Those who use New York cabs as part of their everyday life, may be interested to know that between the 1st-5th November 2011, the ‘Taxi of Tomorrow’ Design Expo will open its doors to the public and is described by officials as a quest for the new iconic yellow cab.
David Yassky, Taxi and Limousine Commission (TLC) Chairman and Mayor Bloomberg announced in May that they had picked the Nissan NV200 to be the cab of the future. In a few years, the NV200 will be the only vehicle that cab owners can purchase and cover with commercial taxi insurance when retiring and replacing old taxis.
The NV200 minivan cab will have a see through roof for vertical sightseeing, an air-filtering system, passenger reading lights, backseat airbags, and charging stations with one regular outlet and two USB ports.
There’s a huge rear compartment space to carry tourist’s luggage and extra leg room for the cabbie. Passengers will also be treated to anti-bacterial, non-stick seats.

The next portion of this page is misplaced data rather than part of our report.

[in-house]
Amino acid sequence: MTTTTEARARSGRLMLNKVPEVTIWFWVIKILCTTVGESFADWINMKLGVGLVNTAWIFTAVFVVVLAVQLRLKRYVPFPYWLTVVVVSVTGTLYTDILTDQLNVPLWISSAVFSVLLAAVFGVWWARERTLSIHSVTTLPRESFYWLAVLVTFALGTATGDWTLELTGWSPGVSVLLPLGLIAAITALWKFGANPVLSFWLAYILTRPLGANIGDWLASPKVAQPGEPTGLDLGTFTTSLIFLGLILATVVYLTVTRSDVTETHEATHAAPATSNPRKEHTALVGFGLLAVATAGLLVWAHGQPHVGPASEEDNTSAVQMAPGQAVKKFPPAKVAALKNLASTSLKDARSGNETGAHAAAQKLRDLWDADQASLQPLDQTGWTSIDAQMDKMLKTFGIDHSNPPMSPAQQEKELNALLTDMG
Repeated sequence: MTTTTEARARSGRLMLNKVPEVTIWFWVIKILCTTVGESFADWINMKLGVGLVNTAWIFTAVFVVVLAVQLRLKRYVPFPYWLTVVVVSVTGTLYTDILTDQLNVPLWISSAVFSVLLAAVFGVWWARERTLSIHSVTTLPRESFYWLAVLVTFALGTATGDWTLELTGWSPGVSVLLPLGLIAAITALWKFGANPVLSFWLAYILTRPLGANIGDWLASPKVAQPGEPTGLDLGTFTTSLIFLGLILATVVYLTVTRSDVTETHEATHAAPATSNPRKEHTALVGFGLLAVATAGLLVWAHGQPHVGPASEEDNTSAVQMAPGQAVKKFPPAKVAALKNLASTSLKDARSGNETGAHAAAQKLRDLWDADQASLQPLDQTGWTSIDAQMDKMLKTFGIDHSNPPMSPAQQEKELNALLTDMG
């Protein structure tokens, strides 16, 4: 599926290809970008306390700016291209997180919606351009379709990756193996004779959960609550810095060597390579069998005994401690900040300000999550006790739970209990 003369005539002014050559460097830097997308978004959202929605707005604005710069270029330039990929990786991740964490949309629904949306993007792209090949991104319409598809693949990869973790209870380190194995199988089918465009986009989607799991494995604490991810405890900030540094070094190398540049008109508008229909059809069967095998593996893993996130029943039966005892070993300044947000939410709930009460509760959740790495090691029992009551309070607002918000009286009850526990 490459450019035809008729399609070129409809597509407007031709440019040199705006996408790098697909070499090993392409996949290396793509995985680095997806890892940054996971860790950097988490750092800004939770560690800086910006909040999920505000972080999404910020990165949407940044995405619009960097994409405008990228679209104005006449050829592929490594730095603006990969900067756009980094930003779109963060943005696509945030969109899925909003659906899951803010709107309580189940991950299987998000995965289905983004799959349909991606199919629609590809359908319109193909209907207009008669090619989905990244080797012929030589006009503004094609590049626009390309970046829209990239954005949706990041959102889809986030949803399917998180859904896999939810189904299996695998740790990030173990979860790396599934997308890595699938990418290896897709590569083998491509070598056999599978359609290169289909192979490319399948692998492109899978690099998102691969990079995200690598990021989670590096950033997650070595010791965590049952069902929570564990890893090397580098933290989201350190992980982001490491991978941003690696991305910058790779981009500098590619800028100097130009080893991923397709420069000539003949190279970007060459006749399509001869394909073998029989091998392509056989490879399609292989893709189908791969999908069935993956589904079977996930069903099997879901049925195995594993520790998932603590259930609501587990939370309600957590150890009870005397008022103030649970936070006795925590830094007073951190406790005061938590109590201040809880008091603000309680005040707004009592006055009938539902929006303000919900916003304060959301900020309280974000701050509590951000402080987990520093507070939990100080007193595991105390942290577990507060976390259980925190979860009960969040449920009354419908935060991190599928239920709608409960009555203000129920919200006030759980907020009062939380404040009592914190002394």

There is a downside to the NV200 though, as they won’t have the configuration or ramps to accommodate wheelchair users. Currently, there are 13,237 yellow cabs and out of those, only 231 are wheelchair accessible.
Two groups, the Disability Rights Advocates and the United Spinal Association, in January, filed a lawsuit claiming that the city is violating the Americans with Disabilities Act by not requiring all cabs to be accessible for wheelchairs.
However, Yassky was dismissive about the claims. Federal prosecutors, however, filed court papers detailing why they agree with that the city is violating the civil rights law.
There’s a hoping that the city’s lawyers lose and that the TLC could be ordered to start converting to a fleet that is accessible to all.
Currently, many disabled people are using MTA’s Access-A-Ride programme which is a service that this year will consume $440 million so a wheelchair-accessible fleet could be very welcomed.